Ghana has more than seventy ethnic groups, each with its own distinct language. There are seven major languages which are English, Ga, Twi, Fanti, Ewe, Dangbe and Hausa. English is one of the most spoken languages, but a lot of it is Pidgen English (also known as broken English). It may be a little hard to understand at first (especially if it is your first ever time in a West African country) so here are the most common slang words in Ghana which will help you integrate better and even surprise a few Ghanaians!
Slang words in Ghana you should know
Chale /Charlie / Charley
Charlie (pronounced Chale) is probably one of the most popular Ghanaian slang words. It is widely used among friends during informal conversations. It would be the equivalent of “dude”.
The origin of this word is pretty interesting and dates back to colonial times when Ghana was known as the Gold Coast and was under British imperial rule. Two of the most used names by British lords were Charlie and Jack.
These names became so popular amongst the Ghanaians (Gold Coasters during those times) that they began to refer to strangers as Charlie and/or Jack, the same as Americans would use “dude”.
- Overtime, Charlie converted into “Charley” whilst Jack remained Jack.
- Nowadays, if you do not know someone’s name or forgot their name, “Charley” could be a pretty good escape because almost anyone can be “Charley”, except for when you refer to older people to whom you need to show respect.
- You may also find the word “chale” in “Chale Wote”. Currently Chale Wote is a very popular festival which takes place in James Town, Accra every August, bringing together an alternative platform with art, music, dance and performances out on the streets.
- The literal meaning of the word Chale Wote is flip-flops. It is also a Pidgen English expression meaning “hey man, let’s go!”.
Next time you see your friend, why not greet them with a “Wassup Chale!”
Although it is originally a Nigerian word, you will hear Ghanaians using the word “comot” pretty often. It can be used in a more rude way – “comot for der” meaning “move from there” or “go away”. It can also be used in everyday normal speech – “chale comot, make we go” meaning, “Dude/man, let’s go”.
Yawa dey (Pidgen word) is another way of saying “there is a problem” or that something wasn’t good. So you could say something like “Chale, yawa dey oooo”, and someone would respond to you saying “wey yawa” meaning “what happened”.
You will also find that the “ooo” at the end of many phrases is very common. They use it to stress the importance of the statement being referred to and if one ignores this, there will be a consequence following soon! Some more examples, ‘I don’t like that ooo’, ‘He said he will bring it ooo’.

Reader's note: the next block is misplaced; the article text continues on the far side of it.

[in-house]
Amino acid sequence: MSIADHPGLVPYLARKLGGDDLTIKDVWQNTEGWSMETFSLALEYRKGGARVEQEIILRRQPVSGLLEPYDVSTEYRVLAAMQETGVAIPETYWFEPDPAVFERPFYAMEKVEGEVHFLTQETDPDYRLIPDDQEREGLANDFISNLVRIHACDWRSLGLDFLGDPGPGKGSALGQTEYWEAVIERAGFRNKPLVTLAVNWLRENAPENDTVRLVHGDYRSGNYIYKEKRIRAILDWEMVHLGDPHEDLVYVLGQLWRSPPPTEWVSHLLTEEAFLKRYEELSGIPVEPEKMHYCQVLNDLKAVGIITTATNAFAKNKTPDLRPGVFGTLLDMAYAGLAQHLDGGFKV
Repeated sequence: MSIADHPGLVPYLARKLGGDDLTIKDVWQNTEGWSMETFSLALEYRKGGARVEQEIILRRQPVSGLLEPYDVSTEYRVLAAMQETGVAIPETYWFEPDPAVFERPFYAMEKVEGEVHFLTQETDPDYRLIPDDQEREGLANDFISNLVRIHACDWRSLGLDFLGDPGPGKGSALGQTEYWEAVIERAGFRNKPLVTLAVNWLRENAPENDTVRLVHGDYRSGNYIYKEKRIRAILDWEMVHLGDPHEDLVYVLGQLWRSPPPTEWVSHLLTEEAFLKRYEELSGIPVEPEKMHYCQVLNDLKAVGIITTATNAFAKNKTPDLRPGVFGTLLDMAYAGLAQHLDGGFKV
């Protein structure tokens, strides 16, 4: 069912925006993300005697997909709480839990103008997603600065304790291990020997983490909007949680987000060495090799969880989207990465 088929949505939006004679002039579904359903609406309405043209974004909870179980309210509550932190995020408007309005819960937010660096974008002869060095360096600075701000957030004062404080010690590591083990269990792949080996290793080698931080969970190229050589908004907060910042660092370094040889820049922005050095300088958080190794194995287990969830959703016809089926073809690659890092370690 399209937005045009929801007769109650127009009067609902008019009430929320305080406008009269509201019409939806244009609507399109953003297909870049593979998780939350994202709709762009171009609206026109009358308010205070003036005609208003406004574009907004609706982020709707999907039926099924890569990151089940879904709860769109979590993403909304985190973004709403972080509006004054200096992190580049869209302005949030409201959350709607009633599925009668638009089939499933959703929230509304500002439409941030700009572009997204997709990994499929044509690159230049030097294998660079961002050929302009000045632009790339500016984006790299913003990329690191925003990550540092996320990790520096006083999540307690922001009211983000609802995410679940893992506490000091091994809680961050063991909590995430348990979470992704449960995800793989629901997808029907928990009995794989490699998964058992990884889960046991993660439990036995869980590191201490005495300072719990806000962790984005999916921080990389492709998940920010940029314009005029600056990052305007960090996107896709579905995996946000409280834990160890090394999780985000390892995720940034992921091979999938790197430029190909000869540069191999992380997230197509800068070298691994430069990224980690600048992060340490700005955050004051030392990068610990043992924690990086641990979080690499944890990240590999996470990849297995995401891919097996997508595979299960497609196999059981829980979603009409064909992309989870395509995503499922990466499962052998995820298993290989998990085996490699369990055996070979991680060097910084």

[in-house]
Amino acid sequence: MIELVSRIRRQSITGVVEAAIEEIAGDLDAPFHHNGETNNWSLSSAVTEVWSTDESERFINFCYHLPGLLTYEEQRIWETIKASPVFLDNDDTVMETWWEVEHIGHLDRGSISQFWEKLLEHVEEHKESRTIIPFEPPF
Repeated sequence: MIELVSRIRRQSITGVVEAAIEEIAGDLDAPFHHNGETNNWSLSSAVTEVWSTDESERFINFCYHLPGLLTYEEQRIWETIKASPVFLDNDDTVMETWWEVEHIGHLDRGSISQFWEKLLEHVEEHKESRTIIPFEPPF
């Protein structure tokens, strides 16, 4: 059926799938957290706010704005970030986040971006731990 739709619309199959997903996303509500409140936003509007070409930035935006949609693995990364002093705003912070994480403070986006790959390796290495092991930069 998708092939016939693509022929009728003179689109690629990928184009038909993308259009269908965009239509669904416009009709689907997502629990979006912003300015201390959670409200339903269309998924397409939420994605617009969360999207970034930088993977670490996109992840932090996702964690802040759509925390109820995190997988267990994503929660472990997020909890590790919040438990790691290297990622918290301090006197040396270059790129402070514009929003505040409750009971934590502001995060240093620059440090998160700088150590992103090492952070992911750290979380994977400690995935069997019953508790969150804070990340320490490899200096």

Literally meaning “I beg” but for Ghanaians it means “please”. One of the first sayings you may actually hear or learn is “chale abeg” meaning “please, dude”. It can be practically used in any situation; when you are at the local market and you want to know the price of a mango, “abeg how much be the mango” or even when asking the time, “abeg what be the time?”.
“I’m coming” may be a little confusing at first because to us it may mean that you are going somewhere right? In Ghana, “I’m coming” is another way of saying “give me a second”. So for example if you ask a question to a person and that person is in the middle of something, he or she may respond “im coming”.
They may also use “i’m coming” when they are going somewhere. Very funny because instead of saying “I am going” they start walking away and tell you “I am coming”, how confusing and funny is that?!
The person saying this expects you to give him/her a gift either monetary or otherwise.
Paa is used to add emphasis to whatever you’re saying (a bit like “ooo”). They can say “Ekom di mi paa” meaning “I am REALLY hungry”. Sometimes you might even hear “papaaapa” which is really heavy emphasis.
“To chop” means to eat. You will also hear this word in “chop bars”, local Ghanaian food joints serving local dishes at affordable prices. A Ghanaian may ask you “you chop?”, meaning “have you eaten?”
If you visit a chop bar you should try akpeteshi, also locally known as “Apio” or “kill me quick”. This is a Ghanaian spirit made from fermented palm wine. It is pretty strong. We warned you!
This may be one of the first words (apart from “Akwaaba”) you will hear as soon as you land at the airport. “Obroni” in Twi and “Blofoniyo” in Ga, is the term used for a white person. Before even asking your name, Ghanaians may straight away call you by “Obroni” – “obroni where are you from”. Do not take it personally because it is not used in an offensive way.
Tro Tro and mate
These are two terms used for the local transportation in Ghana. “Tro tro” being like the public bus used to move around inside the city and from city to city, and “mate” being the person inside of the tro tro in charge of calling out the direction the tro tro is going and collecting the money.
Obolo is the word for fat. Unlike in many other parts of the world, being called “obolo” is actually something good. Being curvy in Africa is seen as beautiful!
If you happen to know other slang words in Ghana, don’t hesitate and drop us a comment below! We’re Green Views, a residential complex in Airport Residential Area, offering deluxe accommodation options in Accra.